Who’s biased? The Lancet declares ‘the end of homeopathy’
Statistics: the only science that enables different experts using the same figures to draw different conclusions – Even Esar.
For 200 years homeopathy has suffered the slings and arrows of a frustrated medical establishment. Frustrated because they cannot understand how homeopathy’s potentized remedies can work and frustrated by the fact that millions of patients around the World find that homeopathic treatments have worked for them nonetheless. That frustration has now led the editor of the Lancet to publish a flawed piece of statistical analysis (1) and trail it widely through the media in one more desperate attempt to kill homeopathy off.
The study featured is a comparative statistical analysis of a number of placebo-controlled trials of homeopathy and conventional medicines and not hard research in itself. The study talks a lot about the effect of bias in research studies – both homeopathic and conventional. Yet statistics themselves are famous for their potential to be biased.
The researchers in this study set out their prejudices about homeopathy from the start when in the first paragraph they declare that ‘the specific effects of homeopathy seem implausible’. Then in the discussion section of the paper they make the following extraordinary statement: We assumed that the effects observed in placebo-controlled trials of homeopathy could be explained by a combination of methodological deficiencies and biased reporting. Conversely, we postulated that the same biases could not explain the effects observed in comparable placebo-controlled trials of conventional medicine. Our results confirm these hypotheses.
In his editorial the Lancet editor writes: “Going one step further, the Swiss Government, after a 5 year trial, has now withdrawn insurance cover for homeopathy and four other complementary treatments because they did not meet efficacy and cost-effectiveness criteria.” The Lancet paper was used to justify this decision. What he doesn’t mention is that the study he has published is one of several studies carried out to inform the Swiss Government on the place of complementary therapies in the Swiss healthcare insurance scheme.
A second far more practical study had as its results that complementary medicine (including acupuncture, homeopathy and phytotherapy) is as effective as conventional medicine in a range of complicated and chronic conditions and at least as cost-effective. Of the therapies included homeopathy had the best results. However, the results of this study were suppressed and their dissemination actually forbidden on pain of legal prosecution until after the Government had stopped the insurance scheme that paid doctors to provide complementary therapies.
Furthermore when the Government appointed commission wrote in its draft report that homeopathy should continue to be included in the insurance scheme pressures were brought to bear to have the paragraph removed from the final report.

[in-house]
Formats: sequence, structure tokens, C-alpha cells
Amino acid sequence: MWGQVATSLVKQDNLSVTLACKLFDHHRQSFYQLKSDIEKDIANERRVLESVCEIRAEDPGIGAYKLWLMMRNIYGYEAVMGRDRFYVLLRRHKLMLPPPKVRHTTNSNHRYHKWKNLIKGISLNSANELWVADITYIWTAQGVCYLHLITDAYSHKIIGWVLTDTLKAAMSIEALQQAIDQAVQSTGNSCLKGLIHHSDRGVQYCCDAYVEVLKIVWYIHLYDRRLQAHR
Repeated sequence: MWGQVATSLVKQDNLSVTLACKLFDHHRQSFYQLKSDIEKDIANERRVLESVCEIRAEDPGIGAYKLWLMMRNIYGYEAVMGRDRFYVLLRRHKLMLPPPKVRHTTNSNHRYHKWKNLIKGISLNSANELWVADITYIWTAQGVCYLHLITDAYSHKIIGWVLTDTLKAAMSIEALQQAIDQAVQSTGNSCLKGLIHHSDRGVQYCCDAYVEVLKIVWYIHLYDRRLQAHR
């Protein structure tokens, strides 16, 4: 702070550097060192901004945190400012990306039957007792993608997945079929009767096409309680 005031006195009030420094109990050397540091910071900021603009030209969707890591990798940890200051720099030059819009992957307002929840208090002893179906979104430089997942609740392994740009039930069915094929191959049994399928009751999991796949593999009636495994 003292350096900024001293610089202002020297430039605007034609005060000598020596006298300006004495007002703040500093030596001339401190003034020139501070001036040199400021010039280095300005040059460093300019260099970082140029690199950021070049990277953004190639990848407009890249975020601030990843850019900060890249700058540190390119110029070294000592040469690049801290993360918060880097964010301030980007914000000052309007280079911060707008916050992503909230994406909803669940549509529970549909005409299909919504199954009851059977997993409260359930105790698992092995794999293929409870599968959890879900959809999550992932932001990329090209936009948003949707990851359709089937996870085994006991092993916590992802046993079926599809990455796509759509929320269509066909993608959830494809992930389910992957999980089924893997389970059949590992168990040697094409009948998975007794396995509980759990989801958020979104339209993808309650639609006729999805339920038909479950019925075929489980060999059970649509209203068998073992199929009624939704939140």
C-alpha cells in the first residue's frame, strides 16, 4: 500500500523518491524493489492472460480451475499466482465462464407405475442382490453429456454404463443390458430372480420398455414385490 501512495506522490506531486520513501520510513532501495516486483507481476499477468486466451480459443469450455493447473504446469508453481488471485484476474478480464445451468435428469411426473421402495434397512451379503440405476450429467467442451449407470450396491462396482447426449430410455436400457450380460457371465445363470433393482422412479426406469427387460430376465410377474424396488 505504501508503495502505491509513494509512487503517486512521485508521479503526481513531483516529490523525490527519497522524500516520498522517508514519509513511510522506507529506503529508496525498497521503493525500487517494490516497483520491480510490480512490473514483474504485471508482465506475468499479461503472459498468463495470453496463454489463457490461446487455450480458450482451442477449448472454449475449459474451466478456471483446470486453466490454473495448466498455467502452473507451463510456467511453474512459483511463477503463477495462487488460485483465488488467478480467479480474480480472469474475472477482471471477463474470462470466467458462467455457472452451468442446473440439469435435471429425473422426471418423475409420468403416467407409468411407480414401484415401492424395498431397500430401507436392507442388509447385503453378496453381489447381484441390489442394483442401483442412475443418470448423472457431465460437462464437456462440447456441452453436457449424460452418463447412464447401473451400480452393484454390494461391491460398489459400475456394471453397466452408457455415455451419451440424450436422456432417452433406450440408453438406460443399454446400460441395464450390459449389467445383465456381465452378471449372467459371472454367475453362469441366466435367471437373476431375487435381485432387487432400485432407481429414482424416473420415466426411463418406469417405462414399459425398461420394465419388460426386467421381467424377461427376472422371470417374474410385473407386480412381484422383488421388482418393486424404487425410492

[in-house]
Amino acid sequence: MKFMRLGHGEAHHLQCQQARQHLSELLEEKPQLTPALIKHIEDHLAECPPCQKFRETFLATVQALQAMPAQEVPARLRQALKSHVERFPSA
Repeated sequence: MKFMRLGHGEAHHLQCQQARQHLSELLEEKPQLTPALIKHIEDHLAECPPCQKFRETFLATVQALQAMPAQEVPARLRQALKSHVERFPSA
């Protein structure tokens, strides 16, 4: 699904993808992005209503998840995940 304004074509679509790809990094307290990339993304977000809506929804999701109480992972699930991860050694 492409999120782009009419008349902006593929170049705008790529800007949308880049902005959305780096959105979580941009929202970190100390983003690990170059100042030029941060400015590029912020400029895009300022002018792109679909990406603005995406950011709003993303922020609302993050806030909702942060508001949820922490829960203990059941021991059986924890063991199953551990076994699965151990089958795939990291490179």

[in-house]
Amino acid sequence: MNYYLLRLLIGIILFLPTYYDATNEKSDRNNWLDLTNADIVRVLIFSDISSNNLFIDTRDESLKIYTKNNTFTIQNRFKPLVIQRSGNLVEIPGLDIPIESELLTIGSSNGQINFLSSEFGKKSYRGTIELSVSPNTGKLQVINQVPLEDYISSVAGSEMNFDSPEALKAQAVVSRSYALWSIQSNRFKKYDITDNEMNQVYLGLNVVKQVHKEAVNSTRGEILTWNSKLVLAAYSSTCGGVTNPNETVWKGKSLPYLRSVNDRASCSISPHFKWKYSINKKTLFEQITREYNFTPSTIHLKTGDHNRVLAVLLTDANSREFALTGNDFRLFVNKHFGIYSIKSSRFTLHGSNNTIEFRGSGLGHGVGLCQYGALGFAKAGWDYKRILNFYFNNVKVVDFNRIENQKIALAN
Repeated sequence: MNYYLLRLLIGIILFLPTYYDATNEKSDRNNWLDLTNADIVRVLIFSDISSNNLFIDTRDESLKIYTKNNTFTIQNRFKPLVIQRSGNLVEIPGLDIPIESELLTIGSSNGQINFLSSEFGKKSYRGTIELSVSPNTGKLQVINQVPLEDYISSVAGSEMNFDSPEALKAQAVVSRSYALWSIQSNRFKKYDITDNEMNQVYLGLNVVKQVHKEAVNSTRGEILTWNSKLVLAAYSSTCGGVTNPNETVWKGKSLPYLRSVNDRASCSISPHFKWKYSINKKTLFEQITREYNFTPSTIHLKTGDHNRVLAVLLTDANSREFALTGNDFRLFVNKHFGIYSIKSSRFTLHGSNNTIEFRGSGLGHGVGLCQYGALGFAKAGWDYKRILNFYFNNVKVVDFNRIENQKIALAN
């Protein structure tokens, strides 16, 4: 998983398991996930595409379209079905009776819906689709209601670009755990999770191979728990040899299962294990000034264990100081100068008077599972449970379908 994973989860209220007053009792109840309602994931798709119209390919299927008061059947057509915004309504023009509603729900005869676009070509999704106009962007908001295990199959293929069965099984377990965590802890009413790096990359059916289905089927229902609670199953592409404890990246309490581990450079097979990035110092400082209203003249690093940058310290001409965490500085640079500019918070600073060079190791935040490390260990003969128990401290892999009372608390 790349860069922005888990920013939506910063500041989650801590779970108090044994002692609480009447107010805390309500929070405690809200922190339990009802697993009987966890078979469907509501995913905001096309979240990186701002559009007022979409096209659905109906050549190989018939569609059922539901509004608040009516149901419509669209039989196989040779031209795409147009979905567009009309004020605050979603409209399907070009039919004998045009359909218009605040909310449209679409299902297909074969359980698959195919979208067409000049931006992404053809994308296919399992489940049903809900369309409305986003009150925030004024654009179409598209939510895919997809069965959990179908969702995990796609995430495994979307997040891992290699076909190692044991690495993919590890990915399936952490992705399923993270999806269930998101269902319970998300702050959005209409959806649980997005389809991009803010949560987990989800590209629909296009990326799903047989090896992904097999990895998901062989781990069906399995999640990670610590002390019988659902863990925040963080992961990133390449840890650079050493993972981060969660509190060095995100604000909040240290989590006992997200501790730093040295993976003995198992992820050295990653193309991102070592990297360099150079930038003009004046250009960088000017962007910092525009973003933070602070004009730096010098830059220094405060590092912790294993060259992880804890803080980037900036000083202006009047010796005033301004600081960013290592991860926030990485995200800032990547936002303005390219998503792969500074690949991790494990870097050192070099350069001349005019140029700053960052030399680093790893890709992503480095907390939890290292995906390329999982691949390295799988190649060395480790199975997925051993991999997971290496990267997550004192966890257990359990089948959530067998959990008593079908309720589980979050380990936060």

So bias and selective publishing of results are present at all levels. The editor of the Lancet is as known for his antipathy to homeopathy in the UK as Professor Egger is in Switzerland. The Lancet recently rejected a UK study of a large number of cases of homeopathic treatment provided in an NHS setting which showed high levels of effectiveness and high levels of patient satisfaction. No doubt the study from Germany featured in the article below this one would have been rejected too.
As was quoted from Kant in the Lancet editorial ‘we see things not as they are, but as we are.’ To be generous to the Lancet editor however he did get it right when at the end of his editorial he tacitly implied that homeopathy offers personalized care to patients. Good homeopathic treatment is individualized to each patient. This is why it works and why patients will continue to want it.
NB a considered critique of the statistical analysis in the Lancet paper will follow this short article at a later date.
1) Are the clinical effects of homeopathy placebo effects? Comparative study of placebo-controlled trials of homeopathy and allopathy. Aijang Shang, Krain Huwiler-Mûntener, Linda Nartey, Peter Juni, Stephan Dörig, Jonathon A C Sterne, Daniel Pewsner, Matthias Egger Lancet (2005); 366: 726-32
These pre-assumptions exhibit extreme bias from the start of the study and are totally inappropriate in a study that sets out to objectively compare two different methodologies. Here alone the study fails by its own standards – not to mention by proper scientific standards. New German study shows homeopathic treatment to be superior to conventional treatments across a range of conditions and with similar cost levels
The latest volume of Complementary therapies in Medicine contains a report of a research study evaluating the effectiveness of homeopathy versus conventional treatment in routine care. The analyses of 493 patients (315 adults, 178 children) indicated greater improvement in patients’ assessments after homeopathic versus conventional treatment (adults: homeopathy from 5.7 to 3.2;conventional, 5.9—4.4;p = 0.002; children from 5.1 to 2.6 and from 4.5 to 3.2).
Physician assessments were also more favorable for children who had received homeopathic treatment (4.6—2.0 and 3.9—2.7; p < 0.001). Overall costs showed no significant differences between both treatment groups (adults, D 2155 versus D 2013, p = 0.856;children, D 1471 versus D 786, p = 0.137).
The study report concludes that: patients seeking homeopathic treatment had a better outcome overall compared with patients on conventional treatment, whereas total costs in both groups were similar.
Outcome and costs of homeopathic and conventional treatment strategies: A comparative cohort study in patients with chronic disorders.